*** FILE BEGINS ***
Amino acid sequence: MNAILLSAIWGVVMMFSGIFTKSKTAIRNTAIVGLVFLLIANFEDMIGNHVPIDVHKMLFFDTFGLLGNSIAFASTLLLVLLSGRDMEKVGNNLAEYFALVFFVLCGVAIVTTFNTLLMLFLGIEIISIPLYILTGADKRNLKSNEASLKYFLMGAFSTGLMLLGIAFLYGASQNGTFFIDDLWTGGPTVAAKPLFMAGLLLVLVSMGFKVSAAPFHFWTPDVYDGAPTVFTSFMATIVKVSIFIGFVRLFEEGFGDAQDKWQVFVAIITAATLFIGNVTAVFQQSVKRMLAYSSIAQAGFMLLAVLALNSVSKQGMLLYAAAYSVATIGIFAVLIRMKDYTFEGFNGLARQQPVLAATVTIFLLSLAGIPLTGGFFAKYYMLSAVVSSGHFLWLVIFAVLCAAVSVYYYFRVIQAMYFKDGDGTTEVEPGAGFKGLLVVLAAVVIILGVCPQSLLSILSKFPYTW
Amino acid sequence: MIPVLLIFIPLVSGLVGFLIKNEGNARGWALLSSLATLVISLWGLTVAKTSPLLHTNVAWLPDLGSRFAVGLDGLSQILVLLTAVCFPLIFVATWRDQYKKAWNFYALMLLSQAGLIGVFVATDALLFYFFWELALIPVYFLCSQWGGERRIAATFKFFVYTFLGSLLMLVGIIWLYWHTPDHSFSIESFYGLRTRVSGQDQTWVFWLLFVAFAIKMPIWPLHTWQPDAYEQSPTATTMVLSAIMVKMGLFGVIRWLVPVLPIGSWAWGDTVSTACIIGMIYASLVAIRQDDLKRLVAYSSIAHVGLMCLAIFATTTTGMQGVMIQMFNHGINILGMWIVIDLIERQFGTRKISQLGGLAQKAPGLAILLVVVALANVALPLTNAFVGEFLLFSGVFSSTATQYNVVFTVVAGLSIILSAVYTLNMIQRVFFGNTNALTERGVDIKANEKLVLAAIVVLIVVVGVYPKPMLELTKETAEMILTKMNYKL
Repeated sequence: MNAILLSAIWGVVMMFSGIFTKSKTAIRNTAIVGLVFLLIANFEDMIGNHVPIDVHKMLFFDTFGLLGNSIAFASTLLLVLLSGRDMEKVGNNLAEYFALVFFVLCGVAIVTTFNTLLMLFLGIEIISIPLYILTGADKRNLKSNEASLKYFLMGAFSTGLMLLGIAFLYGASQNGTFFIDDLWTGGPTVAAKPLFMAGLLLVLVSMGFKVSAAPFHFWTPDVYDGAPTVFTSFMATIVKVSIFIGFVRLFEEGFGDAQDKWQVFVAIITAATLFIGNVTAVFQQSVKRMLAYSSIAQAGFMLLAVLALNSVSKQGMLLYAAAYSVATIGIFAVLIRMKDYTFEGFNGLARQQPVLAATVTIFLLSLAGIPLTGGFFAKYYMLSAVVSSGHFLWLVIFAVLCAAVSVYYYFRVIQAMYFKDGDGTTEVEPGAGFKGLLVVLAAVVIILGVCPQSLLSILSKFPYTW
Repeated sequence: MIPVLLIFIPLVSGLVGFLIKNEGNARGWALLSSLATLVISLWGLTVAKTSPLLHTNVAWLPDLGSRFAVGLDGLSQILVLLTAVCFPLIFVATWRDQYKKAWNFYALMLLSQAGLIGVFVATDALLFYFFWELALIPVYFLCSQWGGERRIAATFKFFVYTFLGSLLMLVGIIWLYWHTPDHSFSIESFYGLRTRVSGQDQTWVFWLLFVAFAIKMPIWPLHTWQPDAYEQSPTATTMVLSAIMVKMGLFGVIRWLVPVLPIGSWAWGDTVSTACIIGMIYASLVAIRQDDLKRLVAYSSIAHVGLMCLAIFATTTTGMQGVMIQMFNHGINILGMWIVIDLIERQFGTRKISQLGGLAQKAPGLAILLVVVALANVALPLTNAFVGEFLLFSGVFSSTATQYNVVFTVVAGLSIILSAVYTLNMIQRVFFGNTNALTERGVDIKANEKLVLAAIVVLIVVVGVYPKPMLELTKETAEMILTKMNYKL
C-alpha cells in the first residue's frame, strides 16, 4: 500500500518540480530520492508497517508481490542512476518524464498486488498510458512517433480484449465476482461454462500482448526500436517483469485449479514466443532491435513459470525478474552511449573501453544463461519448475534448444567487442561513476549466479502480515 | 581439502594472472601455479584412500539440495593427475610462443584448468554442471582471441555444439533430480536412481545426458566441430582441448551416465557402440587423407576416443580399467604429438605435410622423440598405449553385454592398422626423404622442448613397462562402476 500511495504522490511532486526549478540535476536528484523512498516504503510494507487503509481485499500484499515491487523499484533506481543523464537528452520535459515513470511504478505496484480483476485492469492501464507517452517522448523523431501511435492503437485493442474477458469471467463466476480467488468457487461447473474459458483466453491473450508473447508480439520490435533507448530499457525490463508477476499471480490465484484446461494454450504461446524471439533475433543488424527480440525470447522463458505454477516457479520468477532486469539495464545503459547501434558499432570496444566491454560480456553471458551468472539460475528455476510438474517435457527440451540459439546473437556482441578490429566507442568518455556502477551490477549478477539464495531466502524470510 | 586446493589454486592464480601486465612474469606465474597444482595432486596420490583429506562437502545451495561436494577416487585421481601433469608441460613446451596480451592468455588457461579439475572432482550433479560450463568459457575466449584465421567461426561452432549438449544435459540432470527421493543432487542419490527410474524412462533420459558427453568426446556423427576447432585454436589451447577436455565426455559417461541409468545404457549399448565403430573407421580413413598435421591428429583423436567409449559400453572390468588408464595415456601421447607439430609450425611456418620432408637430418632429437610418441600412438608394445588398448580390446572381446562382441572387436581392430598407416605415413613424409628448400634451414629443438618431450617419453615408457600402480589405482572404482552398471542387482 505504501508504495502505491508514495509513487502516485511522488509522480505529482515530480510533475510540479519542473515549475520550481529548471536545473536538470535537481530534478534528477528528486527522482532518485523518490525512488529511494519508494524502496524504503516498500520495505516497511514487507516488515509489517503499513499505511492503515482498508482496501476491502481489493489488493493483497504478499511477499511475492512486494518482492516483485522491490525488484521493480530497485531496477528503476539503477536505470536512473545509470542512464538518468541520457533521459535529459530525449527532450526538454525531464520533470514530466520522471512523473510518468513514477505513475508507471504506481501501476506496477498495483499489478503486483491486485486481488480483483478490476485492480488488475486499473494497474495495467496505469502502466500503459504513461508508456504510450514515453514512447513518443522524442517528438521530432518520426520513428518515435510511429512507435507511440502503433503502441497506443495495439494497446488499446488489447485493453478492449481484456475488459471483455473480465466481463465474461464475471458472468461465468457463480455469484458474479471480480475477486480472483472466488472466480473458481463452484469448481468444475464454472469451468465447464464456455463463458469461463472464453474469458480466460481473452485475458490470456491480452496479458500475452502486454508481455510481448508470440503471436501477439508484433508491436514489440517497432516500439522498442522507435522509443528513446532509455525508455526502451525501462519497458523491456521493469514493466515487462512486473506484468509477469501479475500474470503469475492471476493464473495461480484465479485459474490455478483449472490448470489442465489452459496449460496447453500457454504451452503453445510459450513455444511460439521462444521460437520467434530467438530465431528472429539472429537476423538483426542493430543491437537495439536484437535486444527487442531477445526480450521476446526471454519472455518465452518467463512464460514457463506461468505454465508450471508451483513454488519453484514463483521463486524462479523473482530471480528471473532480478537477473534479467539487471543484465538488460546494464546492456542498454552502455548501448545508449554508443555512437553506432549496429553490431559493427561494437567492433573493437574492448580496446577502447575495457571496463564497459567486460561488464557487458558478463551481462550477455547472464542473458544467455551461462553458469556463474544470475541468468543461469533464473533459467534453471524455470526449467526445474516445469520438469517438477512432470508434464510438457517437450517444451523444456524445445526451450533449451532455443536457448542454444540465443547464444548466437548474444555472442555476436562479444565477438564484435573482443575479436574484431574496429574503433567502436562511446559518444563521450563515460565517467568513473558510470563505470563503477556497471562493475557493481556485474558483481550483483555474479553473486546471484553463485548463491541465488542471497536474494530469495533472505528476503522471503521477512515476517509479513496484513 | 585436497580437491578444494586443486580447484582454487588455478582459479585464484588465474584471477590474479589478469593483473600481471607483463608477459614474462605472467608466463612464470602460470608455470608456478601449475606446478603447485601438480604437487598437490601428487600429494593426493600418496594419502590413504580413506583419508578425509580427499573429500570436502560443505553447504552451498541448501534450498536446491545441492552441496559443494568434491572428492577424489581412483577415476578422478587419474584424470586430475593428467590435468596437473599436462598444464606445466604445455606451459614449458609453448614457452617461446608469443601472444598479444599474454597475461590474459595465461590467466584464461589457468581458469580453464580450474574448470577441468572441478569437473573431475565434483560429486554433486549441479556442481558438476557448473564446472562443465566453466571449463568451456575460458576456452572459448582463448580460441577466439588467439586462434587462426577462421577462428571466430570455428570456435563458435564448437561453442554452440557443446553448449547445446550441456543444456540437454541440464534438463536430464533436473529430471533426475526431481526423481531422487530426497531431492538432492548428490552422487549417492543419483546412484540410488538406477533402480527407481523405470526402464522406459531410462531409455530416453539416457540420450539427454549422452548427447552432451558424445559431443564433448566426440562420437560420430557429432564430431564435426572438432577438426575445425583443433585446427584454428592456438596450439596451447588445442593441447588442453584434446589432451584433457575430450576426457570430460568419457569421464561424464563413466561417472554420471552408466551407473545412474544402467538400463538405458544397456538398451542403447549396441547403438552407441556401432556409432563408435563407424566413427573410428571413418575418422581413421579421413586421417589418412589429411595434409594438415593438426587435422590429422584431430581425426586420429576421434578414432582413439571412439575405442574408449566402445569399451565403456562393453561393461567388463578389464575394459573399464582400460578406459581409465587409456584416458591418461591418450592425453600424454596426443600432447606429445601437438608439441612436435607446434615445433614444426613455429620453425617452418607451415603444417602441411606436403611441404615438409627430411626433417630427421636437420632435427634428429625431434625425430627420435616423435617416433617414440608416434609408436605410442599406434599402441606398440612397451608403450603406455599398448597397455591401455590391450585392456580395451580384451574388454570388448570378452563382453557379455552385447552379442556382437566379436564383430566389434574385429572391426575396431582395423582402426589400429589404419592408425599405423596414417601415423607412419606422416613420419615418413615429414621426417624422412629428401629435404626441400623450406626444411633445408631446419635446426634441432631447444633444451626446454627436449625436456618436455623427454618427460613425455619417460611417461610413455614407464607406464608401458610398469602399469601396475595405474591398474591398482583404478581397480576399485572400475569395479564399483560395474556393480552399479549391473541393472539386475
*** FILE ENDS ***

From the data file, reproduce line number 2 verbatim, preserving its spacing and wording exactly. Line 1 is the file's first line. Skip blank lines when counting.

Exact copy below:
Amino acid sequence: MIPVLLIFIPLVSGLVGFLIKNEGNARGWALLSSLATLVISLWGLTVAKTSPLLHTNVAWLPDLGSRFAVGLDGLSQILVLLTAVCFPLIFVATWRDQYKKAWNFYALMLLSQAGLIGVFVATDALLFYFFWELALIPVYFLCSQWGGERRIAATFKFFVYTFLGSLLMLVGIIWLYWHTPDHSFSIESFYGLRTRVSGQDQTWVFWLLFVAFAIKMPIWPLHTWQPDAYEQSPTATTMVLSAIMVKMGLFGVIRWLVPVLPIGSWAWGDTVSTACIIGMIYASLVAIRQDDLKRLVAYSSIAHVGLMCLAIFATTTTGMQGVMIQMFNHGINILGMWIVIDLIERQFGTRKISQLGGLAQKAPGLAILLVVVALANVALPLTNAFVGEFLLFSGVFSSTATQYNVVFTVVAGLSIILSAVYTLNMIQRVFFGNTNALTERGVDIKANEKLVLAAIVVLIVVVGVYPKPMLELTKETAEMILTKMNYKL